What a dog owner can teach us about marketing

Dog owners: they are a breed of their own. If you are one, then you know exactly what I am talking about. Those of us who are privileged to have these four-legged friends would often do anything for them, even spend thousands of dollars on medical treatment without a second thought. But in your most critical moment of need, who would you trust to take care of “man’s best friend”? The vet you randomly found in an internet search or referred to by a human friend?

I own a 10 year old Lab-Irish Wolf Hound mix who has suffered from epileptic seizures most of his life. As you can imagine, most local vets, pet emergency rooms, and pharmacists know me by my name: “Panther’s mom.” More recently, Panther’s condition worsened and it was determined that he needed to see a neurologist. Naturally, I turned to my vet brother for guidance. Living in Kansas, he diligently conducted online research for Maryland specialists and suggested that Panther and I visit “Dr. S.” I made an appointment, drove an hour, and within 30 seconds of meeting Dr. S. I didn’t like him. After 10 minutes I hated it and left crying. Not because he gave me bad news, but because his bedside manners were hideous. He referred to Panther as “the animal”, never made eye contact with me and was quick to suggest that I do an MRI (for a sum of $ 1,000 + which he was willing to pay) to see if there was a brain tumor. . With all of Dr. S’s credentials, he was missing the most important thing to me: compassion.

Fast forward to a month later, a friend of mine told me about her “fantastic experience” with a pet neurologist. In fear, I drove another hour and within 30 seconds of meeting “Dr. G.” I was madly in love. He knelt down and stroked Panther (whom he referred to by name) as he listened to me recount the past 10 years. After taking a thorough intake and consulting with his technicians, his diagnosis was clear: “There is no need for an MRI and there is no brain tumor. Panther is an idiopathic epileptic and with a slight change in his medication I am sure we can get his seizures. ” under control. “Since then, I have referred three friends to Dr. G.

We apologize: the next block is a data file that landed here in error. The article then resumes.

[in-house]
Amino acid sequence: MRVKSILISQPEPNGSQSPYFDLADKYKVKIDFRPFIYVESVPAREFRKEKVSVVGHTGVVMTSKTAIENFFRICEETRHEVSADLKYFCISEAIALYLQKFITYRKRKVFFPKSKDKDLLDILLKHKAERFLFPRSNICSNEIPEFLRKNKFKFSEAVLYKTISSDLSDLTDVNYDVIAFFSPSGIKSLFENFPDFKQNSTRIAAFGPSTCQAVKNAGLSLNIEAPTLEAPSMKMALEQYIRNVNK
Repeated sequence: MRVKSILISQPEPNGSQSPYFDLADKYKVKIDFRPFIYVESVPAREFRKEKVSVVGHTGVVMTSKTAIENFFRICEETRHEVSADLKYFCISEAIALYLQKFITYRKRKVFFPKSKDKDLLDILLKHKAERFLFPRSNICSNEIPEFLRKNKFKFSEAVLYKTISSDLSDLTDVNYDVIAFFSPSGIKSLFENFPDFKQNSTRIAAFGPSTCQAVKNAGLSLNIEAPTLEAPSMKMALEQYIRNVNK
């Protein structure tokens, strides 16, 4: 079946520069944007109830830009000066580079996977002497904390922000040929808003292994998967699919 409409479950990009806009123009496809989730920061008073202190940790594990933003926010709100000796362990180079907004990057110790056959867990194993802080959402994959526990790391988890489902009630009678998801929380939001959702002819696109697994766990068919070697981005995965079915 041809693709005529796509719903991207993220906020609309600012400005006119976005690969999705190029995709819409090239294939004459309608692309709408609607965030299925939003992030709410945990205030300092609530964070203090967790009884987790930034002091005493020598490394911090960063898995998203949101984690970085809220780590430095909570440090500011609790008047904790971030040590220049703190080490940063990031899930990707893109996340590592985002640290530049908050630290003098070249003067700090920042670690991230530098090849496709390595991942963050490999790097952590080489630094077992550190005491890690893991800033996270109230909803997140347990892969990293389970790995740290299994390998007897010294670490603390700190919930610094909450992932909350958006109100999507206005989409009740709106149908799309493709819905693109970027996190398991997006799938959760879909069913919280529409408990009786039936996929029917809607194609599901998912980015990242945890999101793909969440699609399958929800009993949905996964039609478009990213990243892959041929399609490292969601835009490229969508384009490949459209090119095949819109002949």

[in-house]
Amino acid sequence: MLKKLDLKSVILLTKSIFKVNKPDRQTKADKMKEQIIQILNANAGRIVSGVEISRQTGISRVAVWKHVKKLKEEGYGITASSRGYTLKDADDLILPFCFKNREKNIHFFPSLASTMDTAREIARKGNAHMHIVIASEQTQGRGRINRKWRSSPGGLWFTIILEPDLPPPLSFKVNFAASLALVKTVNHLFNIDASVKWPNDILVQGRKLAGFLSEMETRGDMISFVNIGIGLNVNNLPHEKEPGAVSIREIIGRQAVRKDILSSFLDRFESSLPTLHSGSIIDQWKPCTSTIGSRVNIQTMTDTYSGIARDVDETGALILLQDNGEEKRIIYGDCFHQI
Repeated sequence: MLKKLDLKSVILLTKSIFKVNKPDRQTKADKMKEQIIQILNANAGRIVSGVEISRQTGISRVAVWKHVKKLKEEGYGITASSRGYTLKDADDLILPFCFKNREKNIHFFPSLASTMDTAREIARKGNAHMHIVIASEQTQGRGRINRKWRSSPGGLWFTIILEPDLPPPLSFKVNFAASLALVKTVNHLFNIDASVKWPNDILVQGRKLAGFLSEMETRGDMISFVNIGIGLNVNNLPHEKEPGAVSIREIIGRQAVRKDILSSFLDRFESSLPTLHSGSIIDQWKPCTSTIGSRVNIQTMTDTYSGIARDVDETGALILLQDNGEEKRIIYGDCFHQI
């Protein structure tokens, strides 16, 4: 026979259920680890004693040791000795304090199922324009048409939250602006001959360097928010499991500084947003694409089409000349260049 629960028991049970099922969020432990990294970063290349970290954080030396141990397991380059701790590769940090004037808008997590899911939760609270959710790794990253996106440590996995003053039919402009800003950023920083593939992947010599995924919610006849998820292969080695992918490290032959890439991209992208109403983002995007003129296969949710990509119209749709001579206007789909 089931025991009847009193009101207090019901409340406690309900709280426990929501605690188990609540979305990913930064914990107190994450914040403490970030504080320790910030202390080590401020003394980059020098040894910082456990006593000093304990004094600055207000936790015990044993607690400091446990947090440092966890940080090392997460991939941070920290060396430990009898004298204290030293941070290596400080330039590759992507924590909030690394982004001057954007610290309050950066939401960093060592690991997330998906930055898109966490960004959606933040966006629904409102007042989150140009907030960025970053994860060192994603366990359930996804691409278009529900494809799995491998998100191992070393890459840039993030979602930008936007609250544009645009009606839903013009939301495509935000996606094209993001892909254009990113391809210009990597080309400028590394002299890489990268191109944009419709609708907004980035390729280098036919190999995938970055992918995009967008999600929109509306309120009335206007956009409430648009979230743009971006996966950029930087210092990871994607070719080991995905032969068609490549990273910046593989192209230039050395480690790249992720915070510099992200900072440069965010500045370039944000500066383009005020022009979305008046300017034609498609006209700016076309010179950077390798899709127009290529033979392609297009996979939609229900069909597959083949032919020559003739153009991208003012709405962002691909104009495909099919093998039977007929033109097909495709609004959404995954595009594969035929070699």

The power of referrals and word of mouth marketing is no big secret. The groups of leaders were founded on the same concept. However, many companies miss out on opportunities because they keep stories like mine to themselves. Sharing authentic testimonials with your prospects that are presented in a professional manner can be a very compelling marketing tool. And using honest customer feedback can be instrumental in helping you determine what makes you and / or your practice or business truly unique and special. In other words, your customers determine your brand, not you. But it is up to you to pay attention and take advantage of customer feedback to properly position yourself in the market among your competitors. If you don’t, it could be the world’s best kept secret, but it will also be out of business.

As the saying goes, “If you’re not the guide dog, the scene never changes.”

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